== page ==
fined to his own society, but he A few months after his re eagerly embraced every opporo inoval, he was requested to tunity to promote the cause of preach, a part of the time, at virtue and religion, in destitute Bath, the seat of justice for settlements. He made it his Steuben county. He continued meat, and drink, to do his Pathto preach alternately there, and er's will: neither did he count his in Prattsburgh Society, till a few life dear unto himself, that he munths before he was installed. might finish his course with joy, Previous to this, no public wor and the ministry, which he had ship was maintained at Bath; the received of the Lord Jesus, Sabbath was disregarded; few Neither the dread of reproach, godly persons were to be found nor the allurements of applause, there; and vice and immorality nor any selfish consideration, bore almost undisturbed sway. could ever prevent him from Those, who manifested a regard preaching the trivhs of the Gos10 the institutions of the Gospel, pel in their fullest extent. He had been accustomed to such was one of the first promoters of different modes of church gove the Genesee Missionary Socieerument and discipline, as ren, ty. The missionary cause nera dered it very difficult to consti er had a more zealous advocate; tute a church, on a true Gospel and to the end of his life be las plans. His various labors for ine bored incessantly to promote it. reformation of the people in He evidently made rapid growth

in grace, during the last years his nervous system, as to render of his life, and his exertions to him incapable of conversing promote and extend the cause much with his friends, during of religion, were redoubled. his illness. In the former part His time became so wholly en of it, at a time when he was in grossed with his theological stu- full possession of his reason, bedies, and ministerial labors, as ing asked by a Christian friend to injure his health. And even to express his views of eternal the last year of his life, his mind things, he replied, that, ale was so carried away, and trans- though his mind was weak, yet ported with his Master's work, he was fully established in the bes as almost wholly to withdraw his lief of the reality of that Gospel, attention from temporal con which he had preached; that he cerns. His mind was deeply viewed the road to Heaven to be impressed, with a growing sense that straight and narrow path of the responsibility of Gospel pointed out in Scripture; and ministers, and he fully realized that he had some interesting the importance of their knowing views of that glorious covenant, nothing, save Jesus Christ, and in which there was enough. him crucified. He saw much Throughout his whole sickness, for ministers to do, with but lit- whenever he had the exercise tle time for its performance. of reason, he gave the strongest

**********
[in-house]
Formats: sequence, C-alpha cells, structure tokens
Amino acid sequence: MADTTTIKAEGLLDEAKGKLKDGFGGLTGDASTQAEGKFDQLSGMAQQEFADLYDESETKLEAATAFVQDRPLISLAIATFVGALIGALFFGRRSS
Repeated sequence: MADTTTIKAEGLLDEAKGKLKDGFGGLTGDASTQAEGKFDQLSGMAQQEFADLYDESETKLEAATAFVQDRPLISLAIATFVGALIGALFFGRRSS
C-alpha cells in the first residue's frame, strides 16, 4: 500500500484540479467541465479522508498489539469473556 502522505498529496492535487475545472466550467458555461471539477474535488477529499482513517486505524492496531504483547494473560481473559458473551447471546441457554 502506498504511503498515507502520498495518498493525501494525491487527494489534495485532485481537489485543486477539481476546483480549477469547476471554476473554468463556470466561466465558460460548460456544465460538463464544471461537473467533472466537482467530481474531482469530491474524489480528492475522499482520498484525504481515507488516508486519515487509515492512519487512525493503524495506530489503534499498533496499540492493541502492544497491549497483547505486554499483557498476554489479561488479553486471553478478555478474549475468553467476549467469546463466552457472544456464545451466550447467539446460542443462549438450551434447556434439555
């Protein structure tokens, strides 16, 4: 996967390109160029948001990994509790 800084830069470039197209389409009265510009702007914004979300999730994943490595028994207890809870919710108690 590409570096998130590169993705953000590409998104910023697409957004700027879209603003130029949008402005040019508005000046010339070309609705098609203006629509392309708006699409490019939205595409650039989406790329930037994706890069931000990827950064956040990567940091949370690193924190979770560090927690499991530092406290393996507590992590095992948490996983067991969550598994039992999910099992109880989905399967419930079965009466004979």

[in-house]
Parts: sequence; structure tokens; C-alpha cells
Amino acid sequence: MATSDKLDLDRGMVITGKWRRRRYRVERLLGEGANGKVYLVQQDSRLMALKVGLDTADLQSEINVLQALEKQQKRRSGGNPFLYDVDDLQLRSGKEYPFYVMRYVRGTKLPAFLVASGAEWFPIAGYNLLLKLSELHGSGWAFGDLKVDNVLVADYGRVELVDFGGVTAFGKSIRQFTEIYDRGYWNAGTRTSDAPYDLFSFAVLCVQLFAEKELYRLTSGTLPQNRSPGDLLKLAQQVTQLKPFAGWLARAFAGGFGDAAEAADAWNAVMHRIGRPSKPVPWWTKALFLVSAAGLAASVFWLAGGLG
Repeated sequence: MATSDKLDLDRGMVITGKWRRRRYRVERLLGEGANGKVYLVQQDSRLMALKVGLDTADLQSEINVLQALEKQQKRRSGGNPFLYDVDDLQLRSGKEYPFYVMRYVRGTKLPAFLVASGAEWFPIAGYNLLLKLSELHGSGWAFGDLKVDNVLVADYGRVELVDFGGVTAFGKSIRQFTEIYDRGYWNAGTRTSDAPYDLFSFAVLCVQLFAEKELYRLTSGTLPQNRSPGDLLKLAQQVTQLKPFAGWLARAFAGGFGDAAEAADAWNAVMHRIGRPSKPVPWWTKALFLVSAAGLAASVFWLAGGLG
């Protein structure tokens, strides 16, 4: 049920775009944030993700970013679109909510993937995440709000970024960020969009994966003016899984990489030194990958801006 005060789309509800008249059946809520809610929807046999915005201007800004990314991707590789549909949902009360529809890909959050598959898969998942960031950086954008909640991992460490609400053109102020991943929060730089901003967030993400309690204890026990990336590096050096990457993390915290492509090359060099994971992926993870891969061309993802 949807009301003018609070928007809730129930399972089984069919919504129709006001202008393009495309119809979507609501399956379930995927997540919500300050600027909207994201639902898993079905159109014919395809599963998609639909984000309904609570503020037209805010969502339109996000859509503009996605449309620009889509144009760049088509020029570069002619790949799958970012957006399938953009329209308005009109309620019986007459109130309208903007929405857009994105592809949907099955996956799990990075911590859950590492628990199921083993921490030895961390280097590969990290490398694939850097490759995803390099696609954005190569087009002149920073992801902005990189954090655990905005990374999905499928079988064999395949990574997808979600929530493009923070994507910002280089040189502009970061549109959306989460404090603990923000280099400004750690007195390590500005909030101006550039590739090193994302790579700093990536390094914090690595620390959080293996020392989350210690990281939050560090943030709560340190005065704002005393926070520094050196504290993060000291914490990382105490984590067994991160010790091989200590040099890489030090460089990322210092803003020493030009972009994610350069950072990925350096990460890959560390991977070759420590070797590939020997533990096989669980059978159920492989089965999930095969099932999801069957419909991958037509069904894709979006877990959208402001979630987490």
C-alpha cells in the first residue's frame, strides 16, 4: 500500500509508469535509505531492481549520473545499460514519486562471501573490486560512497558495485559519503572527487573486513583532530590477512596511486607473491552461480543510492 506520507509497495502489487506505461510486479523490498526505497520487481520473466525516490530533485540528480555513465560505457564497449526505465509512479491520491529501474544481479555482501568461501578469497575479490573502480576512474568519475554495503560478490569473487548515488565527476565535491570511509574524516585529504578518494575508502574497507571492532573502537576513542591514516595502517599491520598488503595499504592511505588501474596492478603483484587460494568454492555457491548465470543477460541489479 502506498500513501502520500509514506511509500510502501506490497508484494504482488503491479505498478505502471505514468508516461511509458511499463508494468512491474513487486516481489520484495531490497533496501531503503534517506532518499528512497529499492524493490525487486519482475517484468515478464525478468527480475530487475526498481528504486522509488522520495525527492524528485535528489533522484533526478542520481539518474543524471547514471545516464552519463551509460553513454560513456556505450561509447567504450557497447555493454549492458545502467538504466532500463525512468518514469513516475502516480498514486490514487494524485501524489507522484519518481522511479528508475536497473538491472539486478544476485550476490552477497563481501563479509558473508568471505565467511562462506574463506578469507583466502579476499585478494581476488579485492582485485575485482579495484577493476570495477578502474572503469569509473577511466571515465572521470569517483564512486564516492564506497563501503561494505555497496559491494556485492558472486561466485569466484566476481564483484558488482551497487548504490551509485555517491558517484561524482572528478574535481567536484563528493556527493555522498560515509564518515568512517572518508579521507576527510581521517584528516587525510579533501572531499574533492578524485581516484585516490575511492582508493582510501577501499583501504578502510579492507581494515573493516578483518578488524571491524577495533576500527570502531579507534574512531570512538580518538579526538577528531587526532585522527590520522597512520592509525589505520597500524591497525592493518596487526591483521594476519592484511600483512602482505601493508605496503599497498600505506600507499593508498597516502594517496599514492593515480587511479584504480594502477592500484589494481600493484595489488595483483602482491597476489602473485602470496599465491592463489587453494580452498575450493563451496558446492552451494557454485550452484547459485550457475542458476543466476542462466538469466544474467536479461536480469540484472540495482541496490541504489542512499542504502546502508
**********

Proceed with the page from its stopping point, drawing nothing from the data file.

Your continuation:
Before he was removed from testimony, that the religion of his spiritual labors, he saw with Jesus, which he had professed, joy the work of the Lord pros was still his support and happiper, in this part of the country. During the last days of There continued to be additions his illness, when his body was to his church, from the time of too weak for conversation, his its first formation; and its mem- mind was wholly absorbed in debers gradually advanced in

advanced in votional exercises. In his last Christian graces, and in the moments, he manifested entire knowledge of divine things, Acomposure and resignation, and short time before his death, he said, he still enjoyert divine supconstituted three churches: one port, and found Christ sufficient in the vicinity of Bach: and the for him. On Sunday the 13th other two, in the adjoining of September, 1812, this emicounty of Allegany; over which nent servant of the Lord rested pastors were ordained.

It was from his labors, and fell asleep at one of these ordinations, at in Jesus. Angelica in the county of Alle. In his ordinary deportment, gany, that he was seized with he was serious, and reserved; ihe fever of wloch he died. He but when called to attend to had been appointed to preach things of a spiritual, and relig. the ordination sermon: but his ious nature, prompt, sociable,and sickness preventeel. He was zealous; at the same time, he confined to his bed from the time maintained a gravity, becoming of his return, with the nervous the importance of eternal things. putrid fever, of which he died From childhood, he was remarkin about three weeks. The vio- able for his benevolent and charlence of the disease so affected itable disposition, which increas